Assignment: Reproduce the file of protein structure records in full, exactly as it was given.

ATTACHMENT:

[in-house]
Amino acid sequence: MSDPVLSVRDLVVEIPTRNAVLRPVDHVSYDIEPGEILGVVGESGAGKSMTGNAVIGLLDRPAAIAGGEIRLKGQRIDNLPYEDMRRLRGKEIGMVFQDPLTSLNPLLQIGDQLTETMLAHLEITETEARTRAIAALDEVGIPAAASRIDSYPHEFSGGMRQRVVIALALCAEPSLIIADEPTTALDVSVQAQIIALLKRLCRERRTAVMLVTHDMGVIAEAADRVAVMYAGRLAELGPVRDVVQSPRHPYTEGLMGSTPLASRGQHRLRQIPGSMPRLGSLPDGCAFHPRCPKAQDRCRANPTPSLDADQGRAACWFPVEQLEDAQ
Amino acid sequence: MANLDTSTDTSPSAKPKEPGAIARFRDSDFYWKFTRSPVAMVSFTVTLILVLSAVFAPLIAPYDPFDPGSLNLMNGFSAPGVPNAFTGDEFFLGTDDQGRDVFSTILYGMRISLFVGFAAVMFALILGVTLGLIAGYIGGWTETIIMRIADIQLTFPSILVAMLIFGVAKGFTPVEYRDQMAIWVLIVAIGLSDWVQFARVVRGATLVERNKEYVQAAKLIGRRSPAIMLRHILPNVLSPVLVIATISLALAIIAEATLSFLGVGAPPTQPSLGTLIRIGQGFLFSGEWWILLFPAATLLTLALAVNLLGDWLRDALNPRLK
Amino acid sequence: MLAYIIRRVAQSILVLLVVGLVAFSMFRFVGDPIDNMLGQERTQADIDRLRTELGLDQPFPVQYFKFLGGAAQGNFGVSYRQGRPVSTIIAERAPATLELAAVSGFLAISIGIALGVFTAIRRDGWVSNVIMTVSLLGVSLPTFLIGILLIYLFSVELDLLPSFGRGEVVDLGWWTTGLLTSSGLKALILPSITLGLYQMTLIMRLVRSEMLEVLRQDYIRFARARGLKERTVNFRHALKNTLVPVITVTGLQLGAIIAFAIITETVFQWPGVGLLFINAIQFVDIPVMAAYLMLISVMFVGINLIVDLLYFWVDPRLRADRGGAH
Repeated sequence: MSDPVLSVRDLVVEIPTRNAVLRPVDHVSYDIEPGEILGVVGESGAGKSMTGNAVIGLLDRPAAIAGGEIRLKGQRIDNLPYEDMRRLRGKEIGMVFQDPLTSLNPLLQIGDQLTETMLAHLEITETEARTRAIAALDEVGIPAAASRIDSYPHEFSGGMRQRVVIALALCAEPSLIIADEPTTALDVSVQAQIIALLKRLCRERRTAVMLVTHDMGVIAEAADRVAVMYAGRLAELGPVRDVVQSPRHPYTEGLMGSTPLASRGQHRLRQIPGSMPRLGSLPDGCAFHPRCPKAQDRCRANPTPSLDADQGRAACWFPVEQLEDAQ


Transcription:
[in-house]
Amino acid sequence: MSDPVLSVRDLVVEIPTRNAVLRPVDHVSYDIEPGEILGVVGESGAGKSMTGNAVIGLLDRPAAIAGGEIRLKGQRIDNLPYEDMRRLRGKEIGMVFQDPLTSLNPLLQIGDQLTETMLAHLEITETEARTRAIAALDEVGIPAAASRIDSYPHEFSGGMRQRVVIALALCAEPSLIIADEPTTALDVSVQAQIIALLKRLCRERRTAVMLVTHDMGVIAEAADRVAVMYAGRLAELGPVRDVVQSPRHPYTEGLMGSTPLASRGQHRLRQIPGSMPRLGSLPDGCAFHPRCPKAQDRCRANPTPSLDADQGRAACWFPVEQLEDAQ
Amino acid sequence: MANLDTSTDTSPSAKPKEPGAIARFRDSDFYWKFTRSPVAMVSFTVTLILVLSAVFAPLIAPYDPFDPGSLNLMNGFSAPGVPNAFTGDEFFLGTDDQGRDVFSTILYGMRISLFVGFAAVMFALILGVTLGLIAGYIGGWTETIIMRIADIQLTFPSILVAMLIFGVAKGFTPVEYRDQMAIWVLIVAIGLSDWVQFARVVRGATLVERNKEYVQAAKLIGRRSPAIMLRHILPNVLSPVLVIATISLALAIIAEATLSFLGVGAPPTQPSLGTLIRIGQGFLFSGEWWILLFPAATLLTLALAVNLLGDWLRDALNPRLK
Amino acid sequence: MLAYIIRRVAQSILVLLVVGLVAFSMFRFVGDPIDNMLGQERTQADIDRLRTELGLDQPFPVQYFKFLGGAAQGNFGVSYRQGRPVSTIIAERAPATLELAAVSGFLAISIGIALGVFTAIRRDGWVSNVIMTVSLLGVSLPTFLIGILLIYLFSVELDLLPSFGRGEVVDLGWWTTGLLTSSGLKALILPSITLGLYQMTLIMRLVRSEMLEVLRQDYIRFARARGLKERTVNFRHALKNTLVPVITVTGLQLGAIIAFAIITETVFQWPGVGLLFINAIQFVDIPVMAAYLMLISVMFVGINLIVDLLYFWVDPRLRADRGGAH
Repeated sequence: MSDPVLSVRDLVVEIPTRNAVLRPVDHVSYDIEPGEILGVVGESGAGKSMTGNAVIGLLDRPAAIAGGEIRLKGQRIDNLPYEDMRRLRGKEIGMVFQDPLTSLNPLLQIGDQLTETMLAHLEITETEARTRAIAALDEVGIPAAASRIDSYPHEFSGGMRQRVVIALALCAEPSLIIADEPTTALDVSVQAQIIALLKRLCRERRTAVMLVTHDMGVIAEAADRVAVMYAGRLAELGPVRDVVQSPRHPYTEGLMGSTPLASRGQHRLRQIPGSMPRLGSLPDGCAFHPRCPKAQDRCRANPTPSLDADQGRAACWFPVEQLEDAQ